Explore the Unique Beauty of 2 Nature Reserves on the Island of Yakushima!

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  • The island of Yakushima is undeniably one of the most beautiful places in Japan. It is a UNESCO World Heritage site, and its scenery has inspired the anime film Mononoke Hime. While it is a fairly small island, there are many things to do in Yakushima. You can go snorkeling or white water rafting, walk along beaches, see waterfalls and visit an onsen. However, its main draw is its ancient forest with Yakisugi cedar trees that are over a thousand years old. If you take a trip to Yakushima, here are two of the best nature reserves that should be at the top of your list.

    1. Shiratani Unsuikyo

    Author’s photo

    Shiratani Unsuikyo is one of the most famous spots on the island, and given its unspoiled beauty, it’s easy to understand why. It has various walking trails, the longest of which take around five hours to complete. The ten hour hike to Jomonsugi, the most famous cedar tree on the island, takes around ten hours to hike to, and is very popular with hikers. However, Shiratani Unsuikyo is arguably the better hike as it takes you through stunning moss covered forests, including an area called ‘Mononoke Hime Forest’. Non- hikers can also enjoy the forest. Shiratani Unsuikyo has a one hour course which consists almost entirely of paved paths and wooden stairs so it isn’t particularly challenging. Unlike the longer courses, proper hiking gear is not required for the hour trail. Regardless of which trail course you choose to explore, you will be treated to a breathtakingly beautiful forest. The trail winds around passing rivers with crystal clear waters and small waterfalls, but it is the gorgeous moss covered trees that are the most enchanting. While lush greenery is plentiful on the island, this is the best place for especially beautiful moss. Another highlight in this reserve is Yayoi Sugi, a huge tree estimated to be around 3000 years old.

    As it is one of the most popular places, it can get crowded during the high season, but its reputation is well deserved as it is nothing short of magical. The entrance fee is 500 yen which helps to cover maintenance, and if you come by car there is ample free parking. It is about 30 minutes from Miyanoura port, and those without a car can access it via bus for 520 yen. When you visit be sure to check the weather warnings. Yakushima is prone to sudden showers, and while light rain poses no problem, parts of the trail can get flooded during heavy rainfall.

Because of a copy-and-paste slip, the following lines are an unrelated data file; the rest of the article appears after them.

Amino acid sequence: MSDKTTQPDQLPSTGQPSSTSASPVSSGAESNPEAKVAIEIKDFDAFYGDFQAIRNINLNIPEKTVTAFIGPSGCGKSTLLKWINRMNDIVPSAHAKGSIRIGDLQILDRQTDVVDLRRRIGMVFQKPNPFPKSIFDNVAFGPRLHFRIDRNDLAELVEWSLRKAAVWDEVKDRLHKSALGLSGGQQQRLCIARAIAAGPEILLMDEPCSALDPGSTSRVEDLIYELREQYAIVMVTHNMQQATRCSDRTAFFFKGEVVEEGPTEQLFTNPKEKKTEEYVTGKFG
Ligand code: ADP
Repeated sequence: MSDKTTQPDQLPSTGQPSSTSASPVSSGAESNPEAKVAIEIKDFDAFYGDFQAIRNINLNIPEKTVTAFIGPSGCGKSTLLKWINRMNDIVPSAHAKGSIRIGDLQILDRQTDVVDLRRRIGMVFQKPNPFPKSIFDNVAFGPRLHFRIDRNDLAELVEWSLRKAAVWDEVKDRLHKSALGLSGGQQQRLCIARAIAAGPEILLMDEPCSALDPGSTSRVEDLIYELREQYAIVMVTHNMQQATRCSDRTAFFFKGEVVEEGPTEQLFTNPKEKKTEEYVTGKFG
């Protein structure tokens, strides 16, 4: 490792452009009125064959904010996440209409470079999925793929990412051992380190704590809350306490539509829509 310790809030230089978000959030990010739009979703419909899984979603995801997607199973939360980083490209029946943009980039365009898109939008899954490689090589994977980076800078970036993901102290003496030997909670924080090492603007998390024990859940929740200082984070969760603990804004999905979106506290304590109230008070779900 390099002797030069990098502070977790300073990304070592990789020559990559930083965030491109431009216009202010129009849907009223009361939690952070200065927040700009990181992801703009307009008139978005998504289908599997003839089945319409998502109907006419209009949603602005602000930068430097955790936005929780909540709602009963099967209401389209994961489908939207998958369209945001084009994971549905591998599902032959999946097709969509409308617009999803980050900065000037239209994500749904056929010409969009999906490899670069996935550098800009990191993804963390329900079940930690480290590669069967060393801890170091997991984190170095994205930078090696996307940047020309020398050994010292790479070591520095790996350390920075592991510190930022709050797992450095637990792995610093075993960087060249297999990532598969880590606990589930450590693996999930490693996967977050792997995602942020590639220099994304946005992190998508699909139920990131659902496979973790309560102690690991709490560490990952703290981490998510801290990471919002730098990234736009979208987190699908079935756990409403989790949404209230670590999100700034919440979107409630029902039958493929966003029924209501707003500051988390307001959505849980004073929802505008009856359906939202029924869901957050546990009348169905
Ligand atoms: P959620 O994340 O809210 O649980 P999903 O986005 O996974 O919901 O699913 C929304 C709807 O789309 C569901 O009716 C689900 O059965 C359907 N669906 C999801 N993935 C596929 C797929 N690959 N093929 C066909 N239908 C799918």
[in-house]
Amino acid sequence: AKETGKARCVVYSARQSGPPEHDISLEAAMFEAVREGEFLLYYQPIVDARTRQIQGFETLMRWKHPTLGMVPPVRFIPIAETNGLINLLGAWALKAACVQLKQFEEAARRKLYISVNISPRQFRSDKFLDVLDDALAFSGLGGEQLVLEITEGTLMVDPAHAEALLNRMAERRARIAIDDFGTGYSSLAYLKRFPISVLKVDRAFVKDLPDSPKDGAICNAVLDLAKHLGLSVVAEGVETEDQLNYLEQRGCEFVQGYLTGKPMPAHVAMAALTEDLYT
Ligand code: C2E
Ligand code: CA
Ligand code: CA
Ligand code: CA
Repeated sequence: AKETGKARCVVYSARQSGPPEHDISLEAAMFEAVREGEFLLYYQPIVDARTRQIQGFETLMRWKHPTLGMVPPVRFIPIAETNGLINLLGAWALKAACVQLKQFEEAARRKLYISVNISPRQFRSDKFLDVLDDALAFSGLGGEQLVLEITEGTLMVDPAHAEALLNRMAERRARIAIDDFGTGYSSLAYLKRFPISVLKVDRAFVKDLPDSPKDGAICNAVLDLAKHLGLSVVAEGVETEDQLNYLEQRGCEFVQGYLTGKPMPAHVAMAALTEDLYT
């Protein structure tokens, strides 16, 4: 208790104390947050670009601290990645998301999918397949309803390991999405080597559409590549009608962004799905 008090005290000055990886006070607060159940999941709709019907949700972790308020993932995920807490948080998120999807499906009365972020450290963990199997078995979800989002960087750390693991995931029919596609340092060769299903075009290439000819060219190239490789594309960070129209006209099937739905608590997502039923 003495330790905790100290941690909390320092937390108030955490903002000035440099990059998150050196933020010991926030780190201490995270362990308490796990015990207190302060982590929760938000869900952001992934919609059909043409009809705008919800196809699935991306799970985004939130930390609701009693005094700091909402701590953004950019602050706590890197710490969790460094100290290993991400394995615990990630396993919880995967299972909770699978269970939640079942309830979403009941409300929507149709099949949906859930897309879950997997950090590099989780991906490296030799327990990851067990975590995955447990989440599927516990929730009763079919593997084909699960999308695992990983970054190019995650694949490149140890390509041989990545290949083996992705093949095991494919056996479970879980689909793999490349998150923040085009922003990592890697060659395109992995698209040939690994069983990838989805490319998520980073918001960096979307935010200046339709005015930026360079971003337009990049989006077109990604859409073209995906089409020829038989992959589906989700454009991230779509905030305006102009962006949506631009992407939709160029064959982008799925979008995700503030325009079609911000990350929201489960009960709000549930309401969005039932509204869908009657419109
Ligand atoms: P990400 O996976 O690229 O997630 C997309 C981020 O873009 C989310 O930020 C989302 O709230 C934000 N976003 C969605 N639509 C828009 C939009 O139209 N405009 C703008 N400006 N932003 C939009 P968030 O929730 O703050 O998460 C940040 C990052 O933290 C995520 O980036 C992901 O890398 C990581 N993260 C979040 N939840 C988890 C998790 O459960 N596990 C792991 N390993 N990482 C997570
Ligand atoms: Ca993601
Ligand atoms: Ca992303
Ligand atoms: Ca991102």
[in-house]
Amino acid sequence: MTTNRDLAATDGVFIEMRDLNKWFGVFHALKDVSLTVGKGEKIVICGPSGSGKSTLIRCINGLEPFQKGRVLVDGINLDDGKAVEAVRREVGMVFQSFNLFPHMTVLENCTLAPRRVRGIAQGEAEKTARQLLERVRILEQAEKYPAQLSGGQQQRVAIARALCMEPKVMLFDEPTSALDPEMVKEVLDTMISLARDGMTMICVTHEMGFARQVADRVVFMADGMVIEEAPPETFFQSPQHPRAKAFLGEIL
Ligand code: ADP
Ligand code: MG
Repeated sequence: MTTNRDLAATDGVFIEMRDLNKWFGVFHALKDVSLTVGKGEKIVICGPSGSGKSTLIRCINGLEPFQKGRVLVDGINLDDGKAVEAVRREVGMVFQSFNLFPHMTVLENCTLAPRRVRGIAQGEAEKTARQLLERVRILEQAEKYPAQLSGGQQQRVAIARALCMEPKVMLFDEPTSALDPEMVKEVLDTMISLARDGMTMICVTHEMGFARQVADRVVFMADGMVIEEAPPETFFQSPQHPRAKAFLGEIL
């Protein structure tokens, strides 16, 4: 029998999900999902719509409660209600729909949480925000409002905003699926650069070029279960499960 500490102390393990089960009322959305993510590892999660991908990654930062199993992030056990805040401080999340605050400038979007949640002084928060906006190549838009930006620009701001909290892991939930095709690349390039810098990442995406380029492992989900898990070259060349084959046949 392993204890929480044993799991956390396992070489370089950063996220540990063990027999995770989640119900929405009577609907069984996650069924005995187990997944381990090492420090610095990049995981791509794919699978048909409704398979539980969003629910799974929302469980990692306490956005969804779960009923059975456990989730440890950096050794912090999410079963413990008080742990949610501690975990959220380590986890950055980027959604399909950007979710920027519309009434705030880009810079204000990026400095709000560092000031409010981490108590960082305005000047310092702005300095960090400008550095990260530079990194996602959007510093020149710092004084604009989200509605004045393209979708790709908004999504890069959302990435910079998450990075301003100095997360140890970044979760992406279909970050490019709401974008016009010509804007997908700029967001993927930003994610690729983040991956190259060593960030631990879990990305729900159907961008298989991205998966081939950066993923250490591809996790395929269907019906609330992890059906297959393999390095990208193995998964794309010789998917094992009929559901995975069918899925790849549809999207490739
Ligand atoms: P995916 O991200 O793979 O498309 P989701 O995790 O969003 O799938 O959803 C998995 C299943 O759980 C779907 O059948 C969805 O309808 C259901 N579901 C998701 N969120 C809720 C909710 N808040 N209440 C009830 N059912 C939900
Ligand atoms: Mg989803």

2. Yakusugi Land

    Author’s photo

    While the name may conjure up images of an amusement park, Yakusugi Land is a quiet, beautiful stretch of forest where you can find various trails which last between 30 and 150 minutes. Like Shiratani, the shorter trails are mostly on boardwalks while the longer ones vary in type. Regardless of which trail you choose, it is generally less crowded than Shiratani Unsuikyo, but the scenery is just as stunning. The Yakusugi trees are younger here and one of the oldest, the Buddha Tree, that all trails pass, is a comparatively young 1800 years old. While Yakasugi Land isn’t as mossy as Shiratani, there are still plenty of amazing moss covered trees and stumps. I was most impressed by the giant trees leaning over the path, and I found the scale of the cedar trees awe inspiring. Yakusugi Land is a great place to learn about the region as there are various signs around the park with both English and Japanese explanations. You can read about things like logging and regeneration in the region. Regeneration of tree stumps is a fascinating process where a new tree grows from the stump of a different one. You can see these amazing trees here.

    Access is a bit more difficult. The road is not for the faint hearted as it winds through the mountains and is often quite narrow with some blind turns. I did, however, spot far more monkeys than cars so if you go in the low season (outside of the summer months), you’re unlikely to encounter too much traffic. It’s about 40 minutes from Anbo port or an hour from Miyanoura. There are buses from Anbo (740 yen one way), which come twice a day. Entrance is 300 yen.


    How to Get There

    The easiest way to access Yakushima is via ferry from Kagoshima, and it is possible to do both parks and various other sights in a weekend trip from Kagoshima. The trip takes two or three hours and costs 15000 yen round trip. There is also an airport on the island with connections to Kagoshima, Osaka, and Fukuoka. A car is the best way to explore the city, and you can find rental cars around the ports or airports, many of which will pick you up from the port.

    Yakushima is well worth the trip, even for people who don’t usually go hiking. I typically avoid exercise like the plague, and I’m not what you would call outdoorsy. However, Yakushima was one of the best experiences of my life and I would go back in a heartbeat. Regardless of your hiking experience, everyone is sure to fall in love with the astoundingly beautiful and magical forests of Yakushima. Shiratani Unsuikyo and Yakusugi Land are both spectacular forests. They are less challenging than the famous Jomonsugi hike, but just as beautiful!

    Yakushima Reserves Website *Japanese Only

    Would you like to stay in Yakushima? Check out all the hotels in the area here!

    Featured Image: Author’s photo